Judge decertifies class in suit against UnitedHealth subsidiaries alleging underpayment of consultants

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A Minnesota federal judge on Aug. 2 decertified a class-action lawsuit against two UnitedHealth Group subsidiaries, Optum and The Advisory Board, that alleged that the companies misclassified independent contractors and underpaid them.

U.S. District Judge David Doty granted the motion by UnitedHealth's subsidiaries to decertify the plaintiff class because "significant and material disparities exist" among the 145 possible class members in Maine, New York and Maryland. As a result, it would be difficult to determine which of them would qualify as independent contractors rather than employees. 

Plaintiff Oluro Olukayode, who worked as a consultant for the defendants, filed the suit in April 2019. Mr. Olukayode alleged that the companies failed to pay overtime wages, in violation of the Fair Labor Standards Act, the New York Minimum Wage Act and the Maryland Wage and Hour Law. 

Mr. Olukayode said he worked on five total EHR installation training projects for the subsidiaries in Maine, Maryland and New York. During those projects, Mr. Olukayode claimed that he worked more than 40 hours a week and was not paid properly for overtime.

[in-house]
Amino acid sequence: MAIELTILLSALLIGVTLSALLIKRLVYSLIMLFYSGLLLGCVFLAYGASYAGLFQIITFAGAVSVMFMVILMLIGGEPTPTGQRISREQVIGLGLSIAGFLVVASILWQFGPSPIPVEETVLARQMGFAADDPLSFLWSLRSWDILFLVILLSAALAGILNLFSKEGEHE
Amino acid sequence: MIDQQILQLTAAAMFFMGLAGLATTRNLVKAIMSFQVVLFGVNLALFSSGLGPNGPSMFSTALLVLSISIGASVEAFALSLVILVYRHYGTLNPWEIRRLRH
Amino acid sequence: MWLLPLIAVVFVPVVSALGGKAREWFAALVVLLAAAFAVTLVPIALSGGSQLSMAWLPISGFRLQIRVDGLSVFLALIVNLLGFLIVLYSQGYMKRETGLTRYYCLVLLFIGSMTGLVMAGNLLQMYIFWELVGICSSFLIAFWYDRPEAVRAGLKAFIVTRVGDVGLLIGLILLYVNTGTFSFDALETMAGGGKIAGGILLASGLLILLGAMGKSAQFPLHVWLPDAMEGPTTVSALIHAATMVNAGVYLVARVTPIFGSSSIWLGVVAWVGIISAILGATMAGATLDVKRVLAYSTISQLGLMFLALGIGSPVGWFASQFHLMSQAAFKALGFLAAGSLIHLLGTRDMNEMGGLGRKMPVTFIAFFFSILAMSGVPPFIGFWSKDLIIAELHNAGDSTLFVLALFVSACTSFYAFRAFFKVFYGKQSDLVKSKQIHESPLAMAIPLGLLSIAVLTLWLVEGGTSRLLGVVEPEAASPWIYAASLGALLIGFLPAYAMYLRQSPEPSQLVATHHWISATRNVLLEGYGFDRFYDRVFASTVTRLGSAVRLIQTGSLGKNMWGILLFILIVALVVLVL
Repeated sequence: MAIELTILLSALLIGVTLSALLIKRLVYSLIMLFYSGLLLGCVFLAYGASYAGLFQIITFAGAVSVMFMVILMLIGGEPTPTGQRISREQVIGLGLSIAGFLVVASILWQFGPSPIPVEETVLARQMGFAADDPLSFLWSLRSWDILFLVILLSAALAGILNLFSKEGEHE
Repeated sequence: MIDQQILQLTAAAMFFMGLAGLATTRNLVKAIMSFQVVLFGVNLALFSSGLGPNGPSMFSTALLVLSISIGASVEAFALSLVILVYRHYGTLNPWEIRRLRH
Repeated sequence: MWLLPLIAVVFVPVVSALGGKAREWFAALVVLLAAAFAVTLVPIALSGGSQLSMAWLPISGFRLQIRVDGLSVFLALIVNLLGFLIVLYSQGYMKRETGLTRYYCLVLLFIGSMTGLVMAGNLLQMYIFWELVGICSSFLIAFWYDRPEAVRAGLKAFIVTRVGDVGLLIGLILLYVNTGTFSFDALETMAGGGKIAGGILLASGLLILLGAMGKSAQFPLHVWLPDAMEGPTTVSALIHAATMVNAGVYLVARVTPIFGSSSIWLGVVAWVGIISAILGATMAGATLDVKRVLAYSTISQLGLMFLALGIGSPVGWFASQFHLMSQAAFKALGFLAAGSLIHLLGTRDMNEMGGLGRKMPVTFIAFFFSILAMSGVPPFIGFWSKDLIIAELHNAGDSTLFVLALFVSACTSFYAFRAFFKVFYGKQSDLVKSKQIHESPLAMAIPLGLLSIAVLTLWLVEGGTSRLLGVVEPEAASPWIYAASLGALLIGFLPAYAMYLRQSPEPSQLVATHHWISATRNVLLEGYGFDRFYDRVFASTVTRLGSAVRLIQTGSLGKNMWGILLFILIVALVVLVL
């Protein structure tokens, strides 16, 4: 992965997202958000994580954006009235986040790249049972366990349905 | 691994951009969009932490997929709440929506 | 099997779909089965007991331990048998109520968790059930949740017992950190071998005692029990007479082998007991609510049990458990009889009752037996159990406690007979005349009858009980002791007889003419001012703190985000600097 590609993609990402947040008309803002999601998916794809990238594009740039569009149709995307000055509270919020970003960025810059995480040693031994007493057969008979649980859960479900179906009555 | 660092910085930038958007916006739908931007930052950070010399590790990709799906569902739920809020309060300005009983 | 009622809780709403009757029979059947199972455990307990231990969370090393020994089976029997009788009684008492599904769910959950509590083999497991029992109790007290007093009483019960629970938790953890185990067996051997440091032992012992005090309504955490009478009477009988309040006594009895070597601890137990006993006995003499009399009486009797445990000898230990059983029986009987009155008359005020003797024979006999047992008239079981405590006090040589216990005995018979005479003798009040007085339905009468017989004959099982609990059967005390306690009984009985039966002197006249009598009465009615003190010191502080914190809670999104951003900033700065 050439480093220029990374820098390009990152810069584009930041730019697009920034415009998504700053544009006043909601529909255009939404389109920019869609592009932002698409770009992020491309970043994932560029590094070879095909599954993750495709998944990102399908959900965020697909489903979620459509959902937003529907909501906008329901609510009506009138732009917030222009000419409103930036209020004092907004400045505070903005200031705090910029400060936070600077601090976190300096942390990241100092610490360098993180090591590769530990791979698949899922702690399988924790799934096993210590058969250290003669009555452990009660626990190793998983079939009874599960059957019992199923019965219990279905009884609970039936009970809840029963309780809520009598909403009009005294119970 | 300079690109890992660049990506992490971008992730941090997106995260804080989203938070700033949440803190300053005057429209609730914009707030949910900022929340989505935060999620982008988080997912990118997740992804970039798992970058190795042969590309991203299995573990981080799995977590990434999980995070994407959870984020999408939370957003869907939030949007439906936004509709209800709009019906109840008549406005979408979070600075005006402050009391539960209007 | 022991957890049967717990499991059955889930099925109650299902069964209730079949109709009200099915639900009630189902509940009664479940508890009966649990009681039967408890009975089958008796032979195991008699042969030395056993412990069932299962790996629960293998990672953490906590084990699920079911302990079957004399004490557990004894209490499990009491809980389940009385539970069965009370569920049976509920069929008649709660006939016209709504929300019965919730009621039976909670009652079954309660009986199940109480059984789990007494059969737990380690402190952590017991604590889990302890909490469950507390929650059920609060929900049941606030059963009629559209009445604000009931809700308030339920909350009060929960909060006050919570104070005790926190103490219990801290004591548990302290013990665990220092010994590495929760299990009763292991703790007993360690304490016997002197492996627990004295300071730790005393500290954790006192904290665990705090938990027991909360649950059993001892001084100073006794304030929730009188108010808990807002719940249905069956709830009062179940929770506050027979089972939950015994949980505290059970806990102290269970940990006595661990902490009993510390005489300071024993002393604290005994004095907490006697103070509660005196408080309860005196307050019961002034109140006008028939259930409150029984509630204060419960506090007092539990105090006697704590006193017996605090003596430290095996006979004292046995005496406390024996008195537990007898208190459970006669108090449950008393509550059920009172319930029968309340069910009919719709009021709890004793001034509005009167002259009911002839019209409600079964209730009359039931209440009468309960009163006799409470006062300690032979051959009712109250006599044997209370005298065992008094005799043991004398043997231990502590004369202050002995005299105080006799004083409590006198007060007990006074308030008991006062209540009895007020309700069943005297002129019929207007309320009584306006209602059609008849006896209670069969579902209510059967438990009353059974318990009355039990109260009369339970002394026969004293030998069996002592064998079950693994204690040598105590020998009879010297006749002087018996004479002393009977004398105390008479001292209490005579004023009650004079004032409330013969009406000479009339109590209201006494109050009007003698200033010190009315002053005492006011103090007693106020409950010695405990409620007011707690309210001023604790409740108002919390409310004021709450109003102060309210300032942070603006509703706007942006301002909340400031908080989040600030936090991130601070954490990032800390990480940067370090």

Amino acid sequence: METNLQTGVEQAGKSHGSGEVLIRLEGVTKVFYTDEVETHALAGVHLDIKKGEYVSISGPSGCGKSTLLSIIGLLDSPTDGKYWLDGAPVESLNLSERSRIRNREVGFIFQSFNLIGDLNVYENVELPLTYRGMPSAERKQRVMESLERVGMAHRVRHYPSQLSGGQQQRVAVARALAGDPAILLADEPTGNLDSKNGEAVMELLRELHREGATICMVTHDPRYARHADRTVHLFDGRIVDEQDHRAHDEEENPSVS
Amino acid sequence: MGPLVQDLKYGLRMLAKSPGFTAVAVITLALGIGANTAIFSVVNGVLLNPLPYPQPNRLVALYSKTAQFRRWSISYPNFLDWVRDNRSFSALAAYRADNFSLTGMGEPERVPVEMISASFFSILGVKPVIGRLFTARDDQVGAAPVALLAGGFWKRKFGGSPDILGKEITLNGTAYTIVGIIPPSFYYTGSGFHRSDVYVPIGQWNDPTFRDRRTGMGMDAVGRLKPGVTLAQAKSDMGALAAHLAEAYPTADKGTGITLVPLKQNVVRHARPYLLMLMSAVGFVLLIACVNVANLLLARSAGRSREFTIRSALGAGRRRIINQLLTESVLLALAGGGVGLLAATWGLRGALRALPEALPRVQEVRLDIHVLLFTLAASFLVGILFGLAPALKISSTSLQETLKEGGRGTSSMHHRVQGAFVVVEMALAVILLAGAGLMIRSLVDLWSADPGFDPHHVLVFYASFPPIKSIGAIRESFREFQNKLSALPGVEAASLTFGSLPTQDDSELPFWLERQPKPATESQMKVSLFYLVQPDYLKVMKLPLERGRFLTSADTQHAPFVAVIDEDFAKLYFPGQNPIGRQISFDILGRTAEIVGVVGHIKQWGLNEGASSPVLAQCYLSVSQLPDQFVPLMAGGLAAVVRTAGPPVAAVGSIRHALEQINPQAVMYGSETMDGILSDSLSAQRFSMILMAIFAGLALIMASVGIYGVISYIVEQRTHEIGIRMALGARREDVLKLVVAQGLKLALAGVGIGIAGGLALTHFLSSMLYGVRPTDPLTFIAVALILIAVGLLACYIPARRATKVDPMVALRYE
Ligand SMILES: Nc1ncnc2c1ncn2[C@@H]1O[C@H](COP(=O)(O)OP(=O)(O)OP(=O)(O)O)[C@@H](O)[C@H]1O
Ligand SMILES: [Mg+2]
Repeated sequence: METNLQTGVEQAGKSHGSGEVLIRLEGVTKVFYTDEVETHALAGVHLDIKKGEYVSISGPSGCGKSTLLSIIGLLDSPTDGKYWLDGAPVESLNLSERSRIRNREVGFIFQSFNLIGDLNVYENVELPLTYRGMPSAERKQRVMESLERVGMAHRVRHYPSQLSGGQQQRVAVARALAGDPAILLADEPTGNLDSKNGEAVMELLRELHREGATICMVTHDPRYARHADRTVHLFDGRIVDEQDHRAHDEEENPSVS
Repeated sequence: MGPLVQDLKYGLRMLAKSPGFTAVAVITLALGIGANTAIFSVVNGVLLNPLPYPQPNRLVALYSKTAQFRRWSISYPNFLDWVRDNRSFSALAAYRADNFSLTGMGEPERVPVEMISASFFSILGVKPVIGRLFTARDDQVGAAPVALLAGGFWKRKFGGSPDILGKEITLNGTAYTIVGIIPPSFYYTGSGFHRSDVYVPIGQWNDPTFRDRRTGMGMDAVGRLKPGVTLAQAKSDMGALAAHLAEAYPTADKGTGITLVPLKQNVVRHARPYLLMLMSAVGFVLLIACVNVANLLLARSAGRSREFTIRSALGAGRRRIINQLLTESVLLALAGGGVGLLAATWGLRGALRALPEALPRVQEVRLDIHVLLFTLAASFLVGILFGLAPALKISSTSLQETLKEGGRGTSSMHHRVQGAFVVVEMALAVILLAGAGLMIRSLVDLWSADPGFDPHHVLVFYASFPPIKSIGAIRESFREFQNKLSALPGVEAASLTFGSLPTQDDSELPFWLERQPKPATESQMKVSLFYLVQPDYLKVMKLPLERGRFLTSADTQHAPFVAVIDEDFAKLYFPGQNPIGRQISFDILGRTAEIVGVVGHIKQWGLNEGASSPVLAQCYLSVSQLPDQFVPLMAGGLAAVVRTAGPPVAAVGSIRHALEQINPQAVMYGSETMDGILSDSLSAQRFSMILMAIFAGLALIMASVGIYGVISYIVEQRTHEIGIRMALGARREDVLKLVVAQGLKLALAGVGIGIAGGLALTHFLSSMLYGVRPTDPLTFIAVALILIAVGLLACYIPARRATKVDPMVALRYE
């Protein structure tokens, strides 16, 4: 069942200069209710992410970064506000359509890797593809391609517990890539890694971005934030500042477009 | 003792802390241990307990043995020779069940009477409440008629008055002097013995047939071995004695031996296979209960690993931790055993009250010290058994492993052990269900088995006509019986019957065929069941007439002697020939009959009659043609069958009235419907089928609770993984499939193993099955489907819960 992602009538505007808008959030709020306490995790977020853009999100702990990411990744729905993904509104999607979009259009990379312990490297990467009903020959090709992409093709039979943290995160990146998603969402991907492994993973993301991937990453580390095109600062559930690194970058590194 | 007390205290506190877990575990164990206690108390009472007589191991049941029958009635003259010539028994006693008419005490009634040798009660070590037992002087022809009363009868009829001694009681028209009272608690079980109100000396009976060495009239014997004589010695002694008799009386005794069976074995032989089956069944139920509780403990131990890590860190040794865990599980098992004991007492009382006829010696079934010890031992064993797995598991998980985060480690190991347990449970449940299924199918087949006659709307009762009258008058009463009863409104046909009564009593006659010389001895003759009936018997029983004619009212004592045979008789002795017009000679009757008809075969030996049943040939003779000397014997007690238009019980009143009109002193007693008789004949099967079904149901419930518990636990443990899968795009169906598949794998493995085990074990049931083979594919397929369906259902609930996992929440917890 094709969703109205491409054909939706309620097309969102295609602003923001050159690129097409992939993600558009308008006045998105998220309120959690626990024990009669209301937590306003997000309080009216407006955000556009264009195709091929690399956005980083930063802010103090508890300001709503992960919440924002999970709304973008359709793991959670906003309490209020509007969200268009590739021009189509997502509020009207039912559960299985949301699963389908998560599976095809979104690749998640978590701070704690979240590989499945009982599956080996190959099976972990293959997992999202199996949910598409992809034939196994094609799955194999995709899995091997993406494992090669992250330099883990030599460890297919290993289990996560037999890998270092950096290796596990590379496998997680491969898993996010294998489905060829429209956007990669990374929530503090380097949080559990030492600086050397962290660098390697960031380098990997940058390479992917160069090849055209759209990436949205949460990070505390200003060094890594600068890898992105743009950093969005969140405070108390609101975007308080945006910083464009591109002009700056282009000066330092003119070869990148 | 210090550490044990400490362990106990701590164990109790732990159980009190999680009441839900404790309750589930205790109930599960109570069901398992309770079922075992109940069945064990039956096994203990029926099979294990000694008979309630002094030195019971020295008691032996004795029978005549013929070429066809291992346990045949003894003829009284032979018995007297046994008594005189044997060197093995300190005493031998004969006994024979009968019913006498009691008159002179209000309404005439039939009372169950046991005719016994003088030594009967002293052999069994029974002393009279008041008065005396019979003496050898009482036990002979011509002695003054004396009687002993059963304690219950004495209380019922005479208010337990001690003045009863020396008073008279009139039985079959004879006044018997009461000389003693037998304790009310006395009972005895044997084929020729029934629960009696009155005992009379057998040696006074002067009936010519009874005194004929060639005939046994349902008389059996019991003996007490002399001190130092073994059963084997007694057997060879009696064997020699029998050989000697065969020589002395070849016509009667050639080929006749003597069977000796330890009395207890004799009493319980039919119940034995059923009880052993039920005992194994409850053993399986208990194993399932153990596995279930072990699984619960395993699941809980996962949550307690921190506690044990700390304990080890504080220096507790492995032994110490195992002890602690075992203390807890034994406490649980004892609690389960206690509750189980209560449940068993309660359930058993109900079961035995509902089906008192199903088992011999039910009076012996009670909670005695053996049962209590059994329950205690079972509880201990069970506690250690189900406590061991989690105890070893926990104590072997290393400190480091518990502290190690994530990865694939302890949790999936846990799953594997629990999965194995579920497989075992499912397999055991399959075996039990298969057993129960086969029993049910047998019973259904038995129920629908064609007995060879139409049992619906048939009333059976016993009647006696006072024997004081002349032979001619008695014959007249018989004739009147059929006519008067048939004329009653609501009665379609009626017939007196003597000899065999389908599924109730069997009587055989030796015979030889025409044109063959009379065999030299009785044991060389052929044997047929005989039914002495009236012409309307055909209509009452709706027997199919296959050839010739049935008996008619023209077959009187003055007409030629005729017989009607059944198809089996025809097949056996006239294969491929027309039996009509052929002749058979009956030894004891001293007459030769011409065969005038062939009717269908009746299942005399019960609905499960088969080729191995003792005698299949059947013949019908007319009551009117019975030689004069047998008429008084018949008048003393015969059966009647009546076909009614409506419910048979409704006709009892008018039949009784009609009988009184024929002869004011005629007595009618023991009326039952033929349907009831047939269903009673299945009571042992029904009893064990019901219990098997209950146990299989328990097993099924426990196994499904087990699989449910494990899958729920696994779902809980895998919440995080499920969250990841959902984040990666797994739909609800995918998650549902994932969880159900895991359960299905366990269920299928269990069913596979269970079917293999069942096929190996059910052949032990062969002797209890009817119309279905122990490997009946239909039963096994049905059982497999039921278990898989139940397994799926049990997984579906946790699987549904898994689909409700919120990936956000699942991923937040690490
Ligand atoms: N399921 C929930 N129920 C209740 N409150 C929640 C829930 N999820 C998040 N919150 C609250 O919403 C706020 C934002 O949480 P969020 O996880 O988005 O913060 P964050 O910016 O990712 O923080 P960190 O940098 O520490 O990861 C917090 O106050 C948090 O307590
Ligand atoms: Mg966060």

In August 2019, a federal judge granted the plaintiff's motion to make the lawsuit a class action, limiting the members to those who began working as independent contractors for the defendants before September 2018. 

However, Mr. Dotty ruled that there are too many discrepancies among consultant experiences in Maine, Maryland and New York to certify the class. In particular, the court would have to review evidence from each plaintiff about their training, supervision, project lengths, equipment and hourly pay to determine the possible class.

"The court finds that these individual questions overwhelm any questions common to the class because plaintiffs need to submit evidence that varies from member to member," Mr. Dotty said. "Under these circumstances, the proposed class actions could not proceed efficiently. Therefore, the court denies class certification." 

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